Countries Visited

Svalbard Spain United States of America Antarctica South Georgia Falkland Islands Bolivia Peru Ecuador Colombia Venezuela Guyana Suriname French Guiana Brazil Paraguay Uruguay Argentina Chile Greenland Canada United States of America United States of America Israel Jordan Cyprus Qatar United Arab Emirates Oman Yemen Saudia Arabia Iraq Afghanistan Turkmenistan Iran Syria Singapore China Mongolia Papua New Guinea Brunei Indonesia Malaysia Malaysia Tiawan Philippines Vietnam Cambodia Laos Thailand Myanmar Bangladesh Sri Lanka India Bhutan Nepal Pakistan Afghanistan Turkmenistan Tajikistan Kyrgyzstan Uzbekistan Japan North Korea South Korea Russia Kazakhstan Russia Montenegro Portugal Azerbaijan Armenia Georgia Ukraine Moldova Belarus Romania Bulgaria Macedonia Serbia Bosonia & Herzegovina Turkey Greece Albania Croatia Hungary Slovakia Slovenia Malta Spain Portugal Spain France Italy Italy Austria Switzerland Belgium France Ireland United Kingdom Norway Sweden Finland Estonia Latvia Lithuania Russia Poland Czech Republic Germany Denmark The Netherlands Iceland El Salvador Guatemala Panama Costa Rica Nicaragua Honduras Belize Mexico Trinidad & Tobago Puerto Rico Dominican Republic Haiti Jamaica The Bahamas Cuba Vanuatu Australia Solomon Islands Fiji New Caledonia New Zealand Eritrea Ethiopia Djibouti Somalia Kenya Uganda Tanzania Rwanda Burundi Madagascar Namibia Botswana South Africa Lesotho Swaziland Zimbabwe Mozambique Malawi Zambia Angola Democratic Repbulic of Congo Republic of Congo Gabon Equatorial Guinea Central African Republic Cameroon Nigeria Togo Ghana Burkina Fasso Cote d'Ivoire Liberia Sierra Leone Guinea Guinea Bissau The Gambia Senegal Mali Mauritania Niger Western Sahara Sudan Chad Egypt Libya Tunisia Morocco Algeria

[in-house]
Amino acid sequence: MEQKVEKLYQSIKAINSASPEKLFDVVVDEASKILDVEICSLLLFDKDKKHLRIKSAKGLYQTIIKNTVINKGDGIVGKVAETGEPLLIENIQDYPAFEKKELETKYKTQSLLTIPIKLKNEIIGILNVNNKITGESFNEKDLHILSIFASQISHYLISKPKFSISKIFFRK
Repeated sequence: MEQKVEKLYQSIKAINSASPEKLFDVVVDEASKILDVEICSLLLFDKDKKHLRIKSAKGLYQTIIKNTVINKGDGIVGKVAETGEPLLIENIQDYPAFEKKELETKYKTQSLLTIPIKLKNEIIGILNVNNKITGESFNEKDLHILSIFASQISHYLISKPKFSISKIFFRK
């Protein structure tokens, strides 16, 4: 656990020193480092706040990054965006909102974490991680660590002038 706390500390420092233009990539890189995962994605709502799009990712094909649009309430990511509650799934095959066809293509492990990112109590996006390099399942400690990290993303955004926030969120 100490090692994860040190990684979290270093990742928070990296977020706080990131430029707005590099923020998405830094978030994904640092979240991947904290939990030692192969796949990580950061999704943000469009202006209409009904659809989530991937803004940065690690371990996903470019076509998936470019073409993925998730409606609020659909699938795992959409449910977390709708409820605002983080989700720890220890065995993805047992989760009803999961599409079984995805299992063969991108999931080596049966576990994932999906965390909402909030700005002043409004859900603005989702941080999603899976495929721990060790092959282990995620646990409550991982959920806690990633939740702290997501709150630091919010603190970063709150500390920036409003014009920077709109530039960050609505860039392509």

Map Legend: 28%, 75 of 263 Territories

Monday, April 11, 2011

Vietnam II: Like the War, Vietnam Posts Keep Going...